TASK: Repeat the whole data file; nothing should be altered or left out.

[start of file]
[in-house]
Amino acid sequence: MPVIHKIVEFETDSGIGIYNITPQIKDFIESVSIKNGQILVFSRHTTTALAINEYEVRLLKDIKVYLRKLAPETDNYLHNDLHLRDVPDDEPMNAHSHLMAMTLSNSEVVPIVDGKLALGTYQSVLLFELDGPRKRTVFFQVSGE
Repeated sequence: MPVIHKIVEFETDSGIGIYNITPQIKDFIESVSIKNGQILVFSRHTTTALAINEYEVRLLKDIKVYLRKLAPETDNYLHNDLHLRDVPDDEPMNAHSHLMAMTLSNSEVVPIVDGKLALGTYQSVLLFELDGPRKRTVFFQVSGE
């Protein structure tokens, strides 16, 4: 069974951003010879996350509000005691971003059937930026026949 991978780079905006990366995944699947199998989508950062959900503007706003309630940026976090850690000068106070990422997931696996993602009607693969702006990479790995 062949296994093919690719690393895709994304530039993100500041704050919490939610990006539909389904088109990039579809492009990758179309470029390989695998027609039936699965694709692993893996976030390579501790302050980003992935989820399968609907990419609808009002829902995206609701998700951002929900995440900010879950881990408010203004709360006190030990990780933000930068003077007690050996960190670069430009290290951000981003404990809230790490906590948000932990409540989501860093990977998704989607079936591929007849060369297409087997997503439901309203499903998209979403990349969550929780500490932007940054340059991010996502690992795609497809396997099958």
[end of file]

[in-house]
Amino acid sequence: MPVIHKIVEFETDSGIGIYNITPQIKDFIESVSIKNGQILVFSRHTTTALAINEYEVRLLKDIKVYLRKLAPETDNYLHNDLHLRDVPDDEPMNAHSHLMAMTLSNSEVVPIVDGKLALGTYQSVLLFELDGPRKRTVFFQVSGE
Repeated sequence: MPVIHKIVEFETDSGIGIYNITPQIKDFIESVSIKNGQILVFSRHTTTALAINEYEVRLLKDIKVYLRKLAPETDNYLHNDLHLRDVPDDEPMNAHSHLMAMTLSNSEVVPIVDGKLALGTYQSVLLFELDGPRKRTVFFQVSGE
């Protein structure tokens, strides 16, 4: 069974951003010879996350509000005691971003059937930026026949 991978780079905006990366995944699947199998989508950062959900503007706003309630940026976090850690000068106070990422997931696996993602009607693969702006990479790995 062949296994093919690719690393895709994304530039993100500041704050919490939610990006539909389904088109990039579809492009990758179309470029390989695998027609039936699965694709692993893996976030390579501790302050980003992935989820399968609907990419609808009002829902995206609701998700951002929900995440900010879950881990408010203004709360006190030990990780933000930068003077007690050996960190670069430009290290951000981003404990809230790490906590948000932990409540989501860093990977998704989607079936591929007849060369297409087997997503439901309203499903998209979403990349969550929780500490932007940054340059991010996502690992795609497809396997099958």